For a heat pump unit with an integral cylinder, it is possible to utilise the hot discharge pipe from the compressor. This ‘de-superheater’ can provide a small amount of hot water whilst either room heating or cooling. There are various methods that manufacturers can use to optimise the DHW heating. Some improve the energy-efficiency, some reduce the manufacturing costs of the unit.
Having two coils within the cylinder would be one way of improving the average COP for DHW heating – one at the bottom and one towards the top. The top would be maintained at a useable hot temperature all the time whilst the bottom would be heated in ‘batches’ from cold.
Heat pump manufacturers do not like increased production costs. Indeed, they want their products to be competitive. Optimisation options like this may not always be embraced, and there is not enough drive at present to improve the energy-efficiency of systems.
Saving energy and water in the distribution pipes
Also read the AECB Water Standard
Whatever your method of producing hot water for baths, sinks and showers, you should make sure that energy and water is not wasted due to a long pipe-run from the storage cylinder to the tap. Whenever a hot tap is first turned on, there is a time-delay before water comes through at a useable temperature.
Firstly, this is a waste of water.
Secondly, it is a waste of heat since the hot water within the pipe will slowly cool after the tap was last used and heat will be lost. Sometimes this heat is useful to the building. Nonetheless, these losses are generally undesirable. One solution to save water is to use a pumped-loop (secondary pumped return) around the building so that hot water is always close to the tap outlets. This system is common in hotels, and will save water and reduce waiting time, but it could waste a lot of heat. Ideally the system would be designed so pumped loops are not needed. This may involve positioning the cylinder centrally, and making pipe runs as direct as possible. Don’t assume that your installer will necessarily do this.
It’s ALWAYS worth doing a few sums so as to understand the quantities. Given that an insulated hot pipe can lose say 5.5watts per metre pipe run, and a pumped return could have 40m of pipe (flow plus return). This could total 220watts, or, if circulating for 12hrs per day, could total 2.6kWh/day. This is equivalent to the energy used for a20minute shower. This illustrates how wasteful secondary pumped loops can be.
In the days of cheap energy and before energy was seen as a problem, the pipe runs from cylinders were made nice and large, usually reducing in diameter as they got to the last tap. If your washbasin was at the end of a long run, then it will take ages for the hot water to come through.
To minimise these losses there are a few things that can be done.
- Use the smallest size pipe possible to maintain an acceptable flow rate.
- Use multiple pipe-runs from the cylinder so that each pipe is smaller (e.g. a separate pipe to the bath & separate small-bore to basins).
- Insulate pipes that go to frequently used taps. Definately insulate a pumped-loop system.
1. First thing in the morning (following no tap use for many hours), put a bowl in your kitchen sink and turn on the hot tap and see how long it takes before the water is a useable hot temperature. This amount of water is wasted frequently. This quantity of hot water is left cooling in your pipe work.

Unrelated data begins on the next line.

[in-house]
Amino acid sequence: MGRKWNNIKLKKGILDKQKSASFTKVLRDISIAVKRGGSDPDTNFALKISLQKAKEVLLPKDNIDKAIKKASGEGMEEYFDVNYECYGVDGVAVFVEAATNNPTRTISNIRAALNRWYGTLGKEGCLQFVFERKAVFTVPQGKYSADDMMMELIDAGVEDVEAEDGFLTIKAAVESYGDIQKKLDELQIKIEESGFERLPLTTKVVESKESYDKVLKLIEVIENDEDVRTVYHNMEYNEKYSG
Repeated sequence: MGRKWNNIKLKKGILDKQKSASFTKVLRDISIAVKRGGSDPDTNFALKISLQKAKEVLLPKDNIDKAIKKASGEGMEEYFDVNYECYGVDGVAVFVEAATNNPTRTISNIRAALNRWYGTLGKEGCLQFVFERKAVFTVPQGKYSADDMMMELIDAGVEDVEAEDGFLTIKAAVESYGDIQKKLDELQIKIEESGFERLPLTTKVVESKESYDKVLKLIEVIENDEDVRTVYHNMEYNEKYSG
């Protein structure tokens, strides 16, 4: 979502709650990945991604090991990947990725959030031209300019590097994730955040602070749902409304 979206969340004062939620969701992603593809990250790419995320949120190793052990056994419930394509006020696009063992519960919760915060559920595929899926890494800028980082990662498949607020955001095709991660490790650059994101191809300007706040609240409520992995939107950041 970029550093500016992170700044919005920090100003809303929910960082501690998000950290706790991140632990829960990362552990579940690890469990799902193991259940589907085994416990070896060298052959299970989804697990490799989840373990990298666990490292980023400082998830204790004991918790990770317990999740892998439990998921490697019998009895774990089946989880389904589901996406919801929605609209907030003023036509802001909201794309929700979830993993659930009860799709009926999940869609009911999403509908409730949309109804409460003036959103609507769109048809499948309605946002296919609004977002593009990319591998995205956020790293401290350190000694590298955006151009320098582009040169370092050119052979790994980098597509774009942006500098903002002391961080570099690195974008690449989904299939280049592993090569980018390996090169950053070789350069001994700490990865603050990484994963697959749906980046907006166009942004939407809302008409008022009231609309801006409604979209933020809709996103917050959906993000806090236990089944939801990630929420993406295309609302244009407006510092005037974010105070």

2. Assess the flow rate. How quickly can the sink be filled? Is it quicker than needed? If so, you should be able to improve matters.
Repeat this experiment for all your sinks.
Reduce the pipe diameter from your cylinder.
Make the pipe route more direct, hence shorter. It is amazing how tortuously long some pipe routes can be.
Fit a small-bore pipe direct from the cylinder to that distant wash basin. Plastic pipe has a considerably smaller bore then the equivalent size in copper.
Insulate pipes frequently-used pipe runs. Noise could increase when smaller pipes are used in a system with very high pressure, but I have never found this to be a problem.
Pipe sizes and flow rates.
The following chart gives the internal volume of common plastic and copper pipes. Dimensions may vary slightly with different manufacturers . However, it shows the dramatic difference in internal size between copper and plastic pipes. The following chart might be useful for assessing the size of pipe that you may be able to reduce to.
Note, this chart can only be used as a rough guide. It is interesting to note how dramatic the effects of the internal diameter is on the flow rate. The internal bore of plastic being much smaller than that of copper, this may be an advantage, or a disadvantage depending on your requirements.
The pressures given are just a guide. The height difference from loft header tank to the tap causes the pressure, these systems need the biggest pipes. Mains pressure systems (e.g. thermal store) can give the highest tap pressures, so pipe sizes can be smaller. That said, mains pressure can vary considerably.
All information given here in good faith. No responsibility can be taken by use of these figures.
If you are considering pipe sizes and pressure-drops, you can have a play with this great little on-line calculator http://www.pressure-drop.com/Online-Calculator/